West Germany and the Iron Curtain
Environment, Economy, and Culture in the Borderlands
Astrid M. Eckert
Oxford University Press, New York, 2019, 444 pages
Book Review published on: May 15, 2020
It is hard to imagine thirty years ago that a 1,393-kilometer long border separated Germany into two separate German states as part of the Iron Curtain that divided postwar Europe into West and East. It was here that West Germany had to confront a divided country and engage its socialist neighbor in concrete ways on issues of economic deficiencies, border tourism, environmental pollution, and landscape change. Astrid Eckert, associate professor of history at Emory University and noted author whose works include Struggle for the Files: The Western Allies and the Return of German Archives after the Second World War, takes a fresh look at the history of Cold War Germany and the reunification process from the spatial perspective of the West German borderlands that emerged along the volatile inter-German border after 1945 in her latest work West Germany and the Iron Curtain: Environment, Economy, and Culture in the Borderlands.
Eckert opens in chapter 1 by describing the events that resulted in the making of the West German borderlands. She describes the transmigration of German refugees from the east that continued coming across the nascent inter-German border in the early 1950s. These migrants added to an existing economic hardship experienced among natives living in the West German borderlands. West German borderlands remained stagnant while the West German economy was picking up in the industrial Rhine and Ruhr Valley areas. This disparity of economic conditions resulted in the perception of the borderlands as “poor people’s land.” Eckert explains how borderland politicians used this perception in requesting aid for the region. The West German government fully supported such requests as part of a larger effort to denounce its socialist east neighbor.
Eckert states that border tourism started at the grassroots as people simply went to see the site that played a key role in early Cold War politics. By the 1950s, border tourism was in full swing as crowds traveled to select spots along the border to see the “Iron Curtain,” as coined by Winston Churchill in symbolism of the partition of Europe into the East and West. Border tourism benefited the borderland economy and provided West Germany the opportunity to boost its anticommunist credentials with the western alliance. West German leaders made it a point to bring guests to the border to show that West Germany was a bastion of freedom against the tyranny of communism.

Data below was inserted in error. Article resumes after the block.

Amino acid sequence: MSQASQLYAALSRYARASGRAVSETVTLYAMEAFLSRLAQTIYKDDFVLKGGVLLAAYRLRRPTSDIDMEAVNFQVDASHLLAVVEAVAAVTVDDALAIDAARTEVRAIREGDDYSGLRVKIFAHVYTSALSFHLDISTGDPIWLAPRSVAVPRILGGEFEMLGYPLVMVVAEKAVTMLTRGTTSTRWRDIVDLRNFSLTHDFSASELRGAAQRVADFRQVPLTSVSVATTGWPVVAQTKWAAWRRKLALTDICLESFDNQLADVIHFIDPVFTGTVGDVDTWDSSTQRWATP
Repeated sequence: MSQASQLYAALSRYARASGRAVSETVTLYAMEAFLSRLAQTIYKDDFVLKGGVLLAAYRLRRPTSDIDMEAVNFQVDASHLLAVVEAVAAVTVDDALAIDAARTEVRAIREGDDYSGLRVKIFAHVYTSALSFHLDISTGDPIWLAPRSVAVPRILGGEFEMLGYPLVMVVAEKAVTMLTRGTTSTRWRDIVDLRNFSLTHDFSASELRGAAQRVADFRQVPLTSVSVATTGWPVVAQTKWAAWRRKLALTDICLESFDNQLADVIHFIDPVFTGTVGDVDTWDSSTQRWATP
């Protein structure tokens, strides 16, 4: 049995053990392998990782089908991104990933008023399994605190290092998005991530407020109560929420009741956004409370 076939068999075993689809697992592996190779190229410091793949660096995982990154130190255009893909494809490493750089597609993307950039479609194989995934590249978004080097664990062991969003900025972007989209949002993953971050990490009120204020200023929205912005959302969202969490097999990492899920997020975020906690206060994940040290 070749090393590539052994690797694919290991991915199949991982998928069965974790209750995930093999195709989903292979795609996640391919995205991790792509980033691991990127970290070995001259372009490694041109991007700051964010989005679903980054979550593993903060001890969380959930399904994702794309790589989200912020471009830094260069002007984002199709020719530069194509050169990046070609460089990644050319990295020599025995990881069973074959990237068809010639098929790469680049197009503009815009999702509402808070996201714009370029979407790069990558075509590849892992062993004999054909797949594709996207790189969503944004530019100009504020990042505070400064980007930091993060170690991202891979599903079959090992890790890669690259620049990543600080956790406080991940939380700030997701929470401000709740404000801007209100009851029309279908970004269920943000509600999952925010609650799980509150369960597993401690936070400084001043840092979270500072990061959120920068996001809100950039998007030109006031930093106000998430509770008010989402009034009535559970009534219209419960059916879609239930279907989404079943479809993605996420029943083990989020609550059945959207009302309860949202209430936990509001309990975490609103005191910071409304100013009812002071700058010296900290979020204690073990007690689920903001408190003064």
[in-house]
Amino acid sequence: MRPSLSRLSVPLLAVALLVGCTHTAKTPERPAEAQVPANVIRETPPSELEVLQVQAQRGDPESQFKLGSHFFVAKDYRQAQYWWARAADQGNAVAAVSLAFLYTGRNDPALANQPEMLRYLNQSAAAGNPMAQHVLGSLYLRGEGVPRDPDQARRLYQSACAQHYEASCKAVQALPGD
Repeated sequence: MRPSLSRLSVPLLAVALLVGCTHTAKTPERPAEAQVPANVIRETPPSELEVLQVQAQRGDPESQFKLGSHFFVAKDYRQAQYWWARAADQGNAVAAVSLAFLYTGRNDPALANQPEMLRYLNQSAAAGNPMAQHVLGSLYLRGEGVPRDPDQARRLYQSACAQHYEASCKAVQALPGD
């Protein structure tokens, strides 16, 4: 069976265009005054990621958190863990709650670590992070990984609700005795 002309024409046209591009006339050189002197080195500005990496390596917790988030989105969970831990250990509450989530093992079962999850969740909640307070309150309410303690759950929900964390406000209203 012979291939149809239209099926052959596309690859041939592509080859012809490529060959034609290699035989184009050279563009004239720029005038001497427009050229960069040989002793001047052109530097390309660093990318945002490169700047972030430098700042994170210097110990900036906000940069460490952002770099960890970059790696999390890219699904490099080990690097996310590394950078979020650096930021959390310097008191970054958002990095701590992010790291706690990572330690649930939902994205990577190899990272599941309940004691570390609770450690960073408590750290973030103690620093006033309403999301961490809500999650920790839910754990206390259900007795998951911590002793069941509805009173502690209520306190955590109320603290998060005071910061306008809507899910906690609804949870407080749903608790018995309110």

The development of tourism to the Iron Curtain remained a major provocation to East German authorities. The dwellings and villages visible from the West provided ample visual material for anticommunist propaganda depicting West German reconstruction with dilapidated conditions in East Germany. East German authorities responded by tearing down or renovating buildings along the border, dedicating scarce construction materials to border villages as part of beautification programs, and agitating border visitors with loudspeakers, smoke, and by shooting leaflets across the border denouncing West Germany. West German aid continued to the borderlands until unification, when the borderlands experienced a boom in construction, tourism, and skilled crafts.
West Germany and the Iron Curtain offers the first environmental history of the German Iron Curtain. Eckert informs readers that transboundary pollution was a major issue as pollutants and waste crossed the border in both directions. West German municipalities and public corporations had exported household and hazardous waste as a cheap solution to western disposal regulations. West German industries likewise released sulfur dioxide that the wind carried into East Germany. West Germany was the recipient of water contamination that flowed downstream from East German industries. East German authorities argued a stream’s natural self-cleansing abilities would remove solids and skim off floating oils and greases. They considered only a river’s water quality in regard to industrial production. Eckert describes the challenges and issues faced by the Prussian-Thuringian Potash Wastewater Commission to address the pollution of the Werra River from potash mining. Environmental issues continued being addressed after unification.
West Germany and the Iron Curtain’s strengths are an exceptional writing style that gives the reader a “you are there” view of the western borderlands and a comprehensive understanding of the complexity of the issues from both an East and West perspective. The use of maps and other graphics provide context in illustrating the borderlands. Eckert provides a balanced treatment of sensitive historical events. Her book serves as a reminder to policy makers on the significance in understanding the role history plays in understanding current international relations. West Germany and the Iron Curtain is a must read for policy makers, historians, and students of modern German history.
Book Review written by: Jesse McIntyre III, Fort Leavenworth, Kansas